Councilmember Solomon violates Town Council Parliamentary Rules
First some background on what led to the violation. During the October 16, 2019 Town Council Meeting, a discussion ensued regarding Mayor Winfield’s desire to reassign the Council Liaison positions for the various boards and commissions during that evening’s meeting rather than waiting until the current terms expire on December 31st.
Open Meeting Law
Winfield explained that he did not discuss the new council liaison assignments with each councilmember prior to the meeting because he was concerned about a possible violation of the Open Meeting Law since it was something that they would all be voting on. He consulted with the town attorney who recommended that he communicate the town council liaison appointments through the town manager, so that’s what he did.
Councilmembers Pina, Rodman, and Solomon become confrontational
Despite Mayor Winfield offering valid reasons for amending the liaison assignments and for not discussing the changes with the council beforehand, Councilmembers Pina, Rodman, and Solomon launched into multiple diatribes claiming that Winfield was disrespectful to them in not discussing the changes with them prior to the meeting.
The video of that discussion was posted on LOVE on October 21st. If you haven’t yet seen it, you can watch it HERE
“Town Attorney” Solomon speaks
Councilmember Solomon gave his “legal” opinion that, “if it’s done on an individual basis, it’s not a violation of the Open Meeting Law.” Solomon also insisted that not discussing the new liaison assignments beforehand, “shows a complete lack of cooperation, a complete lack of a desire to have the council work together, an obvious disdain for the other council members, and I could go on and on…” (Yes, we all know that Solomon likes to go on and on and on).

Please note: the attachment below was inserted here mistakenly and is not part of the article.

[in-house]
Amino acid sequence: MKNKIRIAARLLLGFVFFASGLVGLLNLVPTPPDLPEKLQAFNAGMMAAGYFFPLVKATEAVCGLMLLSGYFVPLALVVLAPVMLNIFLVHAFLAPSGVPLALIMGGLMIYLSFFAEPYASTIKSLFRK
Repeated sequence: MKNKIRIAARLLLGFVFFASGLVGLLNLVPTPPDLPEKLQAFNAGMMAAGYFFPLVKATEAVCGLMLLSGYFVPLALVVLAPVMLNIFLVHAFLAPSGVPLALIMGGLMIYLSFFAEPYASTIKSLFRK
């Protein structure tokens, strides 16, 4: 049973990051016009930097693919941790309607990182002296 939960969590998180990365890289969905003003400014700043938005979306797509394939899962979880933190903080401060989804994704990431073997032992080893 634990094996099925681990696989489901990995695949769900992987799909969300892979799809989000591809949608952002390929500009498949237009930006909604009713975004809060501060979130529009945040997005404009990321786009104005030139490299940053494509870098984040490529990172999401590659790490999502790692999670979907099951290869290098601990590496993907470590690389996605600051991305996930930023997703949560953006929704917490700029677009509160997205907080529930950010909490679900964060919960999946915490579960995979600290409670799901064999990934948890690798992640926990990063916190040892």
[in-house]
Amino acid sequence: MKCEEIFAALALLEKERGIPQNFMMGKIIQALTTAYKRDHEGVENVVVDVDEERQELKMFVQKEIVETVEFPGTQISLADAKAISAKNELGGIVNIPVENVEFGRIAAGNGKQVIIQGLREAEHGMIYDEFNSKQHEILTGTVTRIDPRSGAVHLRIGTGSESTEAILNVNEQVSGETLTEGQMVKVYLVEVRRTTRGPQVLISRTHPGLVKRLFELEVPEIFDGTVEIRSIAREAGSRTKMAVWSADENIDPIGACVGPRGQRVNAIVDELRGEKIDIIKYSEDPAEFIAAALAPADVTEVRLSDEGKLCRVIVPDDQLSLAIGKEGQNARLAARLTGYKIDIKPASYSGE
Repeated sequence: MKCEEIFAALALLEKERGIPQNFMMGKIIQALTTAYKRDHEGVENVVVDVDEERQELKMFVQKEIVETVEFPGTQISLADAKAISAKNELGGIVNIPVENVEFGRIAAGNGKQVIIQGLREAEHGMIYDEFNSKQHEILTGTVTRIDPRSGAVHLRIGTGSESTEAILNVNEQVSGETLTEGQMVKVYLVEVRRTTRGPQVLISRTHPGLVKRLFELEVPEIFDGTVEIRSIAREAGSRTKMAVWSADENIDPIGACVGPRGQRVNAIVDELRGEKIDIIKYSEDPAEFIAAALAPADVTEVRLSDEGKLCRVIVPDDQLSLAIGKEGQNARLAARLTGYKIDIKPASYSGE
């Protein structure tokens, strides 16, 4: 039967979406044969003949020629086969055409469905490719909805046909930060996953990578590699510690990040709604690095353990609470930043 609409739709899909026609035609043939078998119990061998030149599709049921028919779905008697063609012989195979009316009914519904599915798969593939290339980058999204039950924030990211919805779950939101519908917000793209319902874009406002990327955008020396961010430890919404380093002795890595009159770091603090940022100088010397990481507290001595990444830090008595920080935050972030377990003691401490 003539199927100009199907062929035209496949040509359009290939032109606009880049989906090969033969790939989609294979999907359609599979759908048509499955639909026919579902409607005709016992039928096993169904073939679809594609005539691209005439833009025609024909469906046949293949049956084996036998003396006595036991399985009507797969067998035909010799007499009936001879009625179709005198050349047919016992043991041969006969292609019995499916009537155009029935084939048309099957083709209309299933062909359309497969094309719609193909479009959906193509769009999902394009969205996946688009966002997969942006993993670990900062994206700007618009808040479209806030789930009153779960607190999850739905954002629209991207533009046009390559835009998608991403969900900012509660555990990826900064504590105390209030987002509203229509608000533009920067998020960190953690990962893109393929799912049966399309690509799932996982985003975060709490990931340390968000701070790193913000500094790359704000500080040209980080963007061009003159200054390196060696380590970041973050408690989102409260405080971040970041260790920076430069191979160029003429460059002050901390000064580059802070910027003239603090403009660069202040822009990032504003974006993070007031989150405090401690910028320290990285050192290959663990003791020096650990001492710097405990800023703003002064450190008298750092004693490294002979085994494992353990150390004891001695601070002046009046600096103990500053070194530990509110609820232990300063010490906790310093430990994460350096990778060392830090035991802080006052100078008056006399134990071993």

Mayor Winfield defends himself via waiving his attorney-client privilege
Winfield asked the town attorney to tell the council what advice he gave Winfield about discussing the liaison assignments prior to the meeting.
Attorney Cohen: “…As I recall, I received an inquiry from the mayor about, I believe you were in the process of coordination with the Town Manager to make certain assignments to the various boards and commissions amongst the council members, and you asked me if you could communicate with the individual council members, if that would be an Open Meeting Law violation, or if there was another way to do it, and my instruction, using one of my favorite phrases that I use all the time is, “out of an abundance of caution I think it would be best if it came from the Town Manager.”
“Mayor” Solomon speaks
Vice-Mayor Barrett made a motion to approve the amended liaison assignments. Councilmember Nicolson seconded the motion and then “Mayor” Solomon blurted out, “It’s been seconded and now it’s open for discussion. Correct?"
The proper parliamentary procedure is to say, “Mr. Mayor” and wait to be recognized before speaking. Solomon did not do that. He usurped the mayor’s role and attempted to commandeer the proceedings. This from a person who just accused the mayor of being disrespectful to certain council members! Winfield was visibly annoyed but maintained his composure. (I don’t know how he does it).
Excerpts from Town of Oro Valley Parliamentary Rules
"SECTION 10. Discussion and voting procedures – 10.3 Getting the Floor
Every Councilmember desiring to speak shall address the Mayor, and upon recognition by the Mayor, shall confine himself/herself to the question under debate.In my opinion, interrupting others, usurping the mayor’s role, speaking in a condescending tone, and making unfounded accusations is neither professional nor dignified and wreaks of desperation.
SECTION 13. Code of Conduct – 13.6 Respect
Councilmembers shall show respect to all colleagues by acting in a professional and dignified manner whether in support of the issue or expressing an adverse point of view."
Diane Peters has lived in Oro Valley since 2003, moving here to escape the humidity of the East Coast. She’s been involved in OV politics and development issues since 2006. In 2014, she organized a citizens group, who over a 9-month period, successfully negotiated a controversial 200-acre development project. In her past life, she worked in medical research at various University Hospitals in New England. Her interests include reading, writing, nature photography, travel, art galleries, museums, and politics.